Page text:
The Earth’s principal climatic zones appear to be shifting poleward. If this continues, as climate models project, the weather patterns that give rise to deserts in the subtropics, and stormy wet weather in the mid-latitudes, will move towards the poles of the Earth.
These shifts are the cause of many of the future regional changes scientists expect to affect our climate.
Surprisingly, despite the fact that most models of atmospheric circulation produce these changes, the underlying causes and the precise dynamics that give rise to these poleward shifts are still not clear. This is a major focus of research in atmospheric science. One point of contention has been that models appear to consistently underestimate the shift when compared with observations.
The reason that the underlying causes are difficult to determine is that many climate 'forcings', such as increasing greenhouse gases, changes in aerosols and increases and decreases in ozone (depending on where the change is located) all result in similar circulation changes in models of the atmosphere.
Moreover, the fluid dynamics that lead from forcings to circulation changes are largely resolved by the models, rather than prescribed. This means that the models are not 'told what to do', but rather that they simulate a fluid flow and there can be many steps between initial cause and final effect, which are difficult to understand.
Shedding some light on circulation changes
Last week a team including including Professor Steve Sherwood at the Climate Change Research Centre at UNSW published new research in the journal Nature. This work has shed some light on the underlying cause of these circulation changes. They find that in global climate models, changes in black carbon and tropospheric ozone can be more effective at causing the expansion of the tropics than well-mixed green house gases.
Black carbon particles are released through burning fossil fuels and bio fuels. You may think of them as “soot”. The input of these into the atmosphere has increased significantly over the past few decades, particularly from Asia and Africa. The sources are numerous, and include forest burning, bio fuels used for residential heating and cooking, and diesel engines. Tropospheric ozone increases have also been attributed to anthropogenic pollution. Motor vehicle exhausts and industrial processes including the generation of chemical solvents all release chemicals that increase ozone in the troposphere.
The result could be a major step toward reconciling the discrepancies between models and observations, increasing our understanding of the climate system.
The study raises the prospect that anthropogenic emissions other than GHGs will dominate global scale circulation changes, at least in the medium-term. This raises the question of whether such understanding may warrant a case for controlling emissions of ozone and black carbon.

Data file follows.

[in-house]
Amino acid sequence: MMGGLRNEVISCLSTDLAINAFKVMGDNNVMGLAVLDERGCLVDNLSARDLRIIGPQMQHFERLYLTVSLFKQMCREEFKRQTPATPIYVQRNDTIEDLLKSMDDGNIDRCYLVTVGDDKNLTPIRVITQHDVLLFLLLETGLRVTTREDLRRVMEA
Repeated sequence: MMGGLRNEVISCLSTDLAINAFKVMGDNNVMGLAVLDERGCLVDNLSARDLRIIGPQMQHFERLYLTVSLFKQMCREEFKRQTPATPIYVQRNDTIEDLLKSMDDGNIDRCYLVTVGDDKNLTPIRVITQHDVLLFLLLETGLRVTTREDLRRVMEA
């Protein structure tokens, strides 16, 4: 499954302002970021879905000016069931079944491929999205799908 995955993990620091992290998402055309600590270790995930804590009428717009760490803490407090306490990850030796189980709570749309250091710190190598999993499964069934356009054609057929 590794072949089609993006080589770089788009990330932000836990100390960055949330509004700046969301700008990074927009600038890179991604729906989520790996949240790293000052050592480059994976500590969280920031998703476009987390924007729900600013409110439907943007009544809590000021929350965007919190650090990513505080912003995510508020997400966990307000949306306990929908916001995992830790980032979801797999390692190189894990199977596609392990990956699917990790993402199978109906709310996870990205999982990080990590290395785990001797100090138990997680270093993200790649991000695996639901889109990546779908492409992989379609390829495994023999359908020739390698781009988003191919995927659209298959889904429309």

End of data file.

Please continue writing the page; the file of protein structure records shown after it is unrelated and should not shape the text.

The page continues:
Future changes are uncertain
The study also raises important questions for producing accurate regional climate projections
Large-scale circulation changes are the foundation of many regional climate changes. If these circulation changes are substantially affected by emissions of black carbon and ozone precursors, we need accurate projections of future concentrations of these substances.
Unlike well-mixed greenhouse gases, these substances remain in the atmosphere for only a short period of time. This means that their concentration at a given point in time depends on activities over just the preceding few years. This makes prediction inherently less certain than for the concentration of well-mixed greenhouse gases alone.
There is a second, and more serious reason, why future changes in large-scale circulation are extremely uncertain.
Recent work, led by Adam Scaife at the UK Met Office and Michael Sigmond at the University of Toronto, has shown that the circulation changes in a model can be critically dependent on aspects of the atmosphere that are often dismissed as unimportant.
The wind-speed in the stratosphere and mesosphere – remote parts of the upper atmosphere containing less than 10 per cent of the atmospheric mass – is crucial to modelling circulation changes in the lower atmosphere. Unfortunately, most models are a long way from simulating the upper atmosphere accurately.
Moreover, some of the processes that determine the state of this part of the atmosphere are simply prescribed in the models. This means that important forces affecting this part of the atmosphere are approximated, or parameterised, rather than generated through the equations of fluid motion, and so it is very hard to know how they may change in the future.
So, while recent research significantly increases our understanding of the climate system, it also shows that both the forcings, and the processes that give rise to large-scale circulation changes, may be a lot less certain than we previously thought.
Joseph Kidston is Lecturer, Climate Change Research Centre, University of New South Wales.